36:25 Harfenspieler II text

Another predominantly slow setting, portraying a wretched man with dark tone in the singer’s voice and a reserved piano part.

38:49 Harfenspieler III text

The most dramatic of the three Harfenspieler settings, a tormented singer, in ringing tones, lamenting how the heavenly powers ‘let the wretched man feel guilt’.


43:26 Belsatzar (Belshazzar) text

This extraordinary song runs through a whole gamut of moods and emotions. It begins with the Babylonian king singing with great bravado, his boasting and the piano’s tumbling figures adding to the sense of giddiness. At 45:24 he proclaims, ‘I am the king of Babylon!’ After this the song turns, the king fearful, until the famous writing on the wall passage, which sends a chill through the spine from 46:17. There is no coming back from here for the king, murdered by the end.


49:45 Described as ‘Twitter of the nineteenth century’ by Florian Boesch, this is Schumann’s Verratene Liebe Op 40/5 – another von Chamisso text – and it’s over in 45 seconds!

Further listening

Florian Boesch is a remarkable talent – and has forged a formidable partnership with Malcolm Martineau. Here they are in a complete album of Schumann, including the first of the composer’s Liederkreis cycles:

Wigmore Mondays – Ailish Tynan & Malcolm Martineau in French song


Ailish Tynan (soprano, above), Malcolm Martineau (piano)

Wigmore Hall, London, 9 May 2016

written by Ben Hogwood

Audio (open in a new window)


Available until 8 June

What’s the music?

Fauré Cinq mélodies de Venise (1891) (12 minutes)

Debussy Fêtes galantes Set 1 (1892) (7 minutes)

Hahn Fêtes galantes (1892) (2 minutes)

Ravel Sur l’herbe (1907) (2 minutes)

Fauré Clair de lune (1887) (3 minutes)

Hahn À Chloris (1916) (3 minutes)

Poulenc Fiançailles pour rire (1939) (13 minutes)


Ailish Tynan has recorded some of the Fauré songs in this recital, and in case the broadcast cannot be heard they are on the playlist below – together with other versions of the songs by Debussy, Poulenc and Hahn:

About the music

The contrast between these Verlaine settings is fascinating. Fauré’s Venetian set is heady music that flows, melodically rich but harmonically even more so, its flowing nature reflecting his ‘barcarolle’ piano writing and the watery setting.

Debussy’s, written just a year later, could almost be from another planet, with deep blue colours invoked by the singer and piano as they explored the mysterious worlds of the poet.

The central selection of songs shows off the abundance of French song writing talent at the turn of the century, while Poulenc’s Fiançailles pour rire, a brief but intensely concentrated cycle and the composer’s most popular for the female voice, explores extremes of emotion. It is a classic example of Poulenc’s bittersweet but utterly compelling ways of word setting.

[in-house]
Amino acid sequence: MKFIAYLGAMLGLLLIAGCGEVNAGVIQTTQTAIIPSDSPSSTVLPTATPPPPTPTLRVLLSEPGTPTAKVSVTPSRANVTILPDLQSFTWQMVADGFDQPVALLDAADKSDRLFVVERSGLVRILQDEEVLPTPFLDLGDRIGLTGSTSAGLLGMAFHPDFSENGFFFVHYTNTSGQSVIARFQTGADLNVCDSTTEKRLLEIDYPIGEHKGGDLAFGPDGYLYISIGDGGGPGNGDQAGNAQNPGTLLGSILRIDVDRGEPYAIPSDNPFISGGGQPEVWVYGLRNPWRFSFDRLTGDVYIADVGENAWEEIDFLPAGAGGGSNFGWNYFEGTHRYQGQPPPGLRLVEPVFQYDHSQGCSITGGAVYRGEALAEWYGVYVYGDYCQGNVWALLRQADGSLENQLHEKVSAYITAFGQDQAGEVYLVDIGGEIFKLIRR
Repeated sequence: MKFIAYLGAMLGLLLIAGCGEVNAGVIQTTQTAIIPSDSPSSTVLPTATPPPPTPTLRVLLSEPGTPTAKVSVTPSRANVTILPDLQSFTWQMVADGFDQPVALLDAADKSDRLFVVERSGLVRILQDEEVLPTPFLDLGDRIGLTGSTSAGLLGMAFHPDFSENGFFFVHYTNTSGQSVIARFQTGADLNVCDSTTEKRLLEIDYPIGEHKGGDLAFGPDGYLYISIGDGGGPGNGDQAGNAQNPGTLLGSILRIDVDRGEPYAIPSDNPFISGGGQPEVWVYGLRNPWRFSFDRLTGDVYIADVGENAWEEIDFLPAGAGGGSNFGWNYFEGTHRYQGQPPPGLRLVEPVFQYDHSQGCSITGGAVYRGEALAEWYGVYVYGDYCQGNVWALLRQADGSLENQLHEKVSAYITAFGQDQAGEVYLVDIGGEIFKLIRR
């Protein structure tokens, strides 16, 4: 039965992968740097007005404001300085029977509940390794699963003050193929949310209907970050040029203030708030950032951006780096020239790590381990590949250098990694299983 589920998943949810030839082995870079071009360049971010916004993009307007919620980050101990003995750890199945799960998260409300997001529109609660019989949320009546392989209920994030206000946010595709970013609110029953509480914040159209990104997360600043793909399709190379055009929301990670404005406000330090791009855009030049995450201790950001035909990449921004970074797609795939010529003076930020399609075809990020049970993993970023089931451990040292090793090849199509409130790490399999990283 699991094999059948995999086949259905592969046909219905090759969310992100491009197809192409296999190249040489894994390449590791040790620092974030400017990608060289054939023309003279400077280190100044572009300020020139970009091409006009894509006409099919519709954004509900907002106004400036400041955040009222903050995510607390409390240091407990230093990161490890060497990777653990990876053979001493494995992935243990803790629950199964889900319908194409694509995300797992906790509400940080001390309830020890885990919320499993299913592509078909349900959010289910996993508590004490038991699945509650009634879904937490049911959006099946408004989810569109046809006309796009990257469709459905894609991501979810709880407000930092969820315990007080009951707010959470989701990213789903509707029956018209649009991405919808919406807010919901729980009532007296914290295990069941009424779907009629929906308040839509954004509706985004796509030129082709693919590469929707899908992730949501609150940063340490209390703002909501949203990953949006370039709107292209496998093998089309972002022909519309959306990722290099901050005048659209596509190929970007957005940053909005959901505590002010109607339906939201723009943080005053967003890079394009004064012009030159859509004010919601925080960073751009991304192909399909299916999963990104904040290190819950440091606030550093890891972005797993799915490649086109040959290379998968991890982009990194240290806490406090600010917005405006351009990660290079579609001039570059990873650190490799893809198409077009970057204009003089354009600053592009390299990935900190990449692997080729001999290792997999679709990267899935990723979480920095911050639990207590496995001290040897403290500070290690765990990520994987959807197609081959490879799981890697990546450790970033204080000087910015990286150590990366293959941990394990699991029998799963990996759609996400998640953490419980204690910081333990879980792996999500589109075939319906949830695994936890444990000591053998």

Performance verdict


Malcolm Martineau (piano)

French song lends itself well to an hour-long recital program, and in Ailish Tynan and Malcolm Martineau’s Wigmore Hall lunchtime concert we explored the extraordinary poetry of Paul Verlaine through the musical eyes of Fauré, Debussy and Hahn.

You would not have known Tynan was standing on for the indisposed Angelika Kirschlagers, so surefooted was her partnership with Martineau, and with her compelling performances, aided by expressive gestures, she took us on an instinctive and fascinating tour.

Fauré’s Venetian songs were glorious, and Tynan’s ability to vary her vibrato was invaluable, while Martineau had the essential Fauré ‘flow’ at the piano.

Debussy’s Fêtes galantes had the requisite mystery, while Hahn’s celebrated A Chloris sparkled in this partnership, but it was in the Poulenc cycle Fiançailles pour rire where Tynan really shone. From the breathless Il vole to the sorrowful Dans l’herbe, where the darkness at the very edge of Poulenc’s music was drawn in, this was a compelling performance. A beautiful encore, Fauré’s Nell, was followed by a characteristically funny introduction to Dave Frishberg’s Another Song About Paris, where both performers’ humour sent the Wigmore Hall audience away smiling.

What should I listen out for?


1:38 Mandoline A jaunty song describing the ‘gallant serenaders…beneath singing boughs’. The grey moon at the end is suitably evoked by the flowing piano.

3:32 En sourdine The hazy twilight is immediately obvious in this rather sensual song, with a full timbre from the soprano and an accompaniment typical of Fauré’s broad, flowing style.

6:35 Green A greater urgency to this song, a heady statement of devotion with a spring-like air.

8:25 A Clymène The piano introduction evokes the ‘mystical barcarolles’ of the opening line of this song, an exotic and heavily perfumed statement with some awkward gaps between notes for the singer!

11:05 C’est l’extase This song (translating as ‘It is rapture’) certainly has a rarefied air, the soprano in a higher register as she swoons of the ‘delicate, fresh murmuring’ and the ‘subdued lament’ of two lovers.


15:10 En sourdine A very different setting of this poem from Debussy, with a distant, mysterious picture immediately evoked by the piano. The singer is subdued and the tempo is much more deliberate than the Fauré setting.